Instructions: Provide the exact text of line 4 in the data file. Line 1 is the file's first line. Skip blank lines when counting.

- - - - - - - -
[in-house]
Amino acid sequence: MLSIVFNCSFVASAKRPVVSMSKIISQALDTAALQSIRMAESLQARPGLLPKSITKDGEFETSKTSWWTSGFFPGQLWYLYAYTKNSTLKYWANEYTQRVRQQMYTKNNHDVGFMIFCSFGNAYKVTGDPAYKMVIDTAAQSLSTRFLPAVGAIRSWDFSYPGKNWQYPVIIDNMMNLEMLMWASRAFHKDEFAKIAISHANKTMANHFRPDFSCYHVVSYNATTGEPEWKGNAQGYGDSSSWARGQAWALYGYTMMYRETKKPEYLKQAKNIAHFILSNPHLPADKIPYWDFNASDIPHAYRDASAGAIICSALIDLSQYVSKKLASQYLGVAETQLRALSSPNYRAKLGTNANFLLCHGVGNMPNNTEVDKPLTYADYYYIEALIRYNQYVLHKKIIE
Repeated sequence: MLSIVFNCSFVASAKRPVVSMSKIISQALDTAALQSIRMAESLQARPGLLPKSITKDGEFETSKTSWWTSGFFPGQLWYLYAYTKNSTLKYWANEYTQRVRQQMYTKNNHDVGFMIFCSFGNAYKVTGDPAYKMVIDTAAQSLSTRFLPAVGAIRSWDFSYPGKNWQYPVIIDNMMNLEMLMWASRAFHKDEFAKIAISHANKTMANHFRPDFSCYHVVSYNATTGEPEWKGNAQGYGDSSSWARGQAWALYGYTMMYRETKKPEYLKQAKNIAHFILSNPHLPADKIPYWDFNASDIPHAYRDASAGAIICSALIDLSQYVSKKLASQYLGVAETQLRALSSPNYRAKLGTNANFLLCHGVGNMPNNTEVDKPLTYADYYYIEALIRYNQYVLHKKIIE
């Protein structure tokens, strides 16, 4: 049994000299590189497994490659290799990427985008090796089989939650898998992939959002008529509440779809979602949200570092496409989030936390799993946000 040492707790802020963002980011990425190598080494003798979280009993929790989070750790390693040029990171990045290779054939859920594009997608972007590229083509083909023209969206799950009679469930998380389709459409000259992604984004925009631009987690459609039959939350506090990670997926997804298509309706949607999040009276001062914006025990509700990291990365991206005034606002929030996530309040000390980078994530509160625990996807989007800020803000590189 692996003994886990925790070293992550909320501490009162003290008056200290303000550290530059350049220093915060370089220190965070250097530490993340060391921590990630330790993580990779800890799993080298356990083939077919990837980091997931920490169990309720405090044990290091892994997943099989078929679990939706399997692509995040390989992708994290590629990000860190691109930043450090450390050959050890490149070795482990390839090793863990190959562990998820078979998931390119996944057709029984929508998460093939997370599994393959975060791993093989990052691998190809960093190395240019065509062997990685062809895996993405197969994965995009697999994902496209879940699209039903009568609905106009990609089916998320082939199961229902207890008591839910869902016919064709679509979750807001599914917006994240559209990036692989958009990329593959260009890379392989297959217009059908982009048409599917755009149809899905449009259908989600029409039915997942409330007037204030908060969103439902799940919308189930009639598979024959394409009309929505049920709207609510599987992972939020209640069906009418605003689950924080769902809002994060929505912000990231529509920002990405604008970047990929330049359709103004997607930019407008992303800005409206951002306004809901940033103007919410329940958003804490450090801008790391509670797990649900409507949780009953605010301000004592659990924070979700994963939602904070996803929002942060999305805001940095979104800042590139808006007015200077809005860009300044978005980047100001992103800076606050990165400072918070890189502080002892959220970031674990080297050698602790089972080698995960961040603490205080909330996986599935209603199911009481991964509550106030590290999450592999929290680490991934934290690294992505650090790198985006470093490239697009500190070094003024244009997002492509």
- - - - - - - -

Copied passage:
């Protein structure tokens, strides 16, 4: 049994000299590189497994490659290799990427985008090796089989939650898998992939959002008529509440779809979602949200570092496409989030936390799993946000 040492707790802020963002980011990425190598080494003798979280009993929790989070750790390693040029990171990045290779054939859920594009997608972007590229083509083909023209969206799950009679469930998380389709459409000259992604984004925009631009987690459609039959939350506090990670997926997804298509309706949607999040009276001062914006025990509700990291990365991206005034606002929030996530309040000390980078994530509160625990996807989007800020803000590189 692996003994886990925790070293992550909320501490009162003290008056200290303000550290530059350049220093915060370089220190965070250097530490993340060391921590990630330790993580990779800890799993080298356990083939077919990837980091997931920490169990309720405090044990290091892994997943099989078929679990939706399997692509995040390989992708994290590629990000860190691109930043450090450390050959050890490149070795482990390839090793863990190959562990998820078979998931390119996944057709029984929508998460093939997370599994393959975060791993093989990052691998190809960093190395240019065509062997990685062809895996993405197969994965995009697999994902496209879940699209039903009568609905106009990609089916998320082939199961229902207890008591839910869902016919064709679509979750807001599914917006994240559209990036692989958009990329593959260009890379392989297959217009059908982009048409599917755009149809899905449009259908989600029409039915997942409330007037204030908060969103439902799940919308189930009639598979024959394409009309929505049920709207609510599987992972939020209640069906009418605003689950924080769902809002994060929505912000990231529509920002990405604008970047990929330049359709103004997607930019407008992303800005409206951002306004809901940033103007919410329940958003804490450090801008790391509670797990649900409507949780009953605010301000004592659990924070979700994963939602904070996803929002942060999305805001940095979104800042590139808006007015200077809005860009300044978005980047100001992103800076606050990165400072918070890189502080002892959220970031674990080297050698602790089972080698995960961040603490205080909330996986599935209603199911009481991964509550106030590290999450592999929290680490991934934290690294992505650090790198985006470093490239697009500190070094003024244009997002492509």